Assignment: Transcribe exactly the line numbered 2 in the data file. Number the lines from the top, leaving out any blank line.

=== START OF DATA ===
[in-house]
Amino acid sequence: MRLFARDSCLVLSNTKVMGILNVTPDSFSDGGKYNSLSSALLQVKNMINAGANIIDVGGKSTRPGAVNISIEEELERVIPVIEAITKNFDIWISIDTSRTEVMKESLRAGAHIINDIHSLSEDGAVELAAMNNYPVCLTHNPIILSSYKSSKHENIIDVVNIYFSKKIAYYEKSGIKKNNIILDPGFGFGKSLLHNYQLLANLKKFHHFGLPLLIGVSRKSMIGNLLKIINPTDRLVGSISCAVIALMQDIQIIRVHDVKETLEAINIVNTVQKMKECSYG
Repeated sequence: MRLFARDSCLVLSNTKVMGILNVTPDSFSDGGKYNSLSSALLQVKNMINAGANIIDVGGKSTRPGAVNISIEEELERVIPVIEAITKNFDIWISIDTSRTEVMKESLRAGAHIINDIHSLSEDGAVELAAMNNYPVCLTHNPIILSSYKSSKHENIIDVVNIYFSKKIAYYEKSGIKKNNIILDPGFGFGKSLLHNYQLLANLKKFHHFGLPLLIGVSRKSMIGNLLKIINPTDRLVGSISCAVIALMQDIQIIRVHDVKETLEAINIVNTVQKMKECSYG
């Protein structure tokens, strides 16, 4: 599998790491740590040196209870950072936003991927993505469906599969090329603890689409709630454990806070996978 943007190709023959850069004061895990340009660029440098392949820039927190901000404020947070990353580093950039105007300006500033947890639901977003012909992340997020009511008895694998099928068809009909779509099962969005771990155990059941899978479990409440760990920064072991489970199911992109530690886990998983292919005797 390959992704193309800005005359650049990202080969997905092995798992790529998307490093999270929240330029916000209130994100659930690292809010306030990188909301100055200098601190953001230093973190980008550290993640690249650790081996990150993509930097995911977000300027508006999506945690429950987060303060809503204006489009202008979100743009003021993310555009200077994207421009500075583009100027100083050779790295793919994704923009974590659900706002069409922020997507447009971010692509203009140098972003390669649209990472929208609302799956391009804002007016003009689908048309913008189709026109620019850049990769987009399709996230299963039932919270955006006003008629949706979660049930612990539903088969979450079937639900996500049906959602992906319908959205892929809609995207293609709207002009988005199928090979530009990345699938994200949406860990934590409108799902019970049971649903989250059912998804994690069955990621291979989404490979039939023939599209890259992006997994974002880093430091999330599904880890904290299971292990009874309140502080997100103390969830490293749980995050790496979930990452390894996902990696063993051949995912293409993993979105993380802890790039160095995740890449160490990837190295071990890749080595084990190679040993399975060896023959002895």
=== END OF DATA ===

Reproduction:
Amino acid sequence: MRLFARDSCLVLSNTKVMGILNVTPDSFSDGGKYNSLSSALLQVKNMINAGANIIDVGGKSTRPGAVNISIEEELERVIPVIEAITKNFDIWISIDTSRTEVMKESLRAGAHIINDIHSLSEDGAVELAAMNNYPVCLTHNPIILSSYKSSKHENIIDVVNIYFSKKIAYYEKSGIKKNNIILDPGFGFGKSLLHNYQLLANLKKFHHFGLPLLIGVSRKSMIGNLLKIINPTDRLVGSISCAVIALMQDIQIIRVHDVKETLEAINIVNTVQKMKECSYG